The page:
Because World War II ended when I was in the second grade, I was too young to remember much about it. I do remember, though, that when my sister was born in 1942, our family qualified for additional ration books and stamps. Thanks, Linda. I remember also that when the war ended some of my neighborhood friends were excited because they knew that they would soon be able to get blue jeans and bubble gum. But because I didn’t have older siblings to tell me about such luxuries, I wondered what the big deal was.
And then I recall that when the Korean War began five years later, my mom bought a 10-pound bag of sugar and hid it in a cold air duct. She just wanted to be sure that when the anticipated shortages and rationing began she wouldn’t be caught short.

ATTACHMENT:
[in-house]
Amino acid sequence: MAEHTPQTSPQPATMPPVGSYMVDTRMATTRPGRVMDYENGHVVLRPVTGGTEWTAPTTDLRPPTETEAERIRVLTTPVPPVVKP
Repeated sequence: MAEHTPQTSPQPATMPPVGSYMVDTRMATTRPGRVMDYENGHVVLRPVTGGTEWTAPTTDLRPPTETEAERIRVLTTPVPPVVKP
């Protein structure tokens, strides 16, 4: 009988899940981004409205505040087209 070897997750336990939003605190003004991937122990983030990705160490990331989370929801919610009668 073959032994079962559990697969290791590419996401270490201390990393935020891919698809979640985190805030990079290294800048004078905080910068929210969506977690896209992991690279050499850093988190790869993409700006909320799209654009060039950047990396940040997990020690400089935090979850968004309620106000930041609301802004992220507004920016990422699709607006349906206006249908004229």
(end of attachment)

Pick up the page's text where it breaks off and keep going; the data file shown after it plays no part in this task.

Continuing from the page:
Now when I see empty toilet paper aisles in the stores, I wonder if rationing might not have been such a bad idea after all. I’m sure there are folks out there who have their basements filled with TP. And I bet it won’t be long before they will try to sell it for $5 a roll. But then maybe see a car with a trunk full of toilet paper and a for sale sign on it. That’ll be when World War III begins — right here in Allen County, Ohio.
Tongue in Cheek - I guess,
Jacob Early, Cairo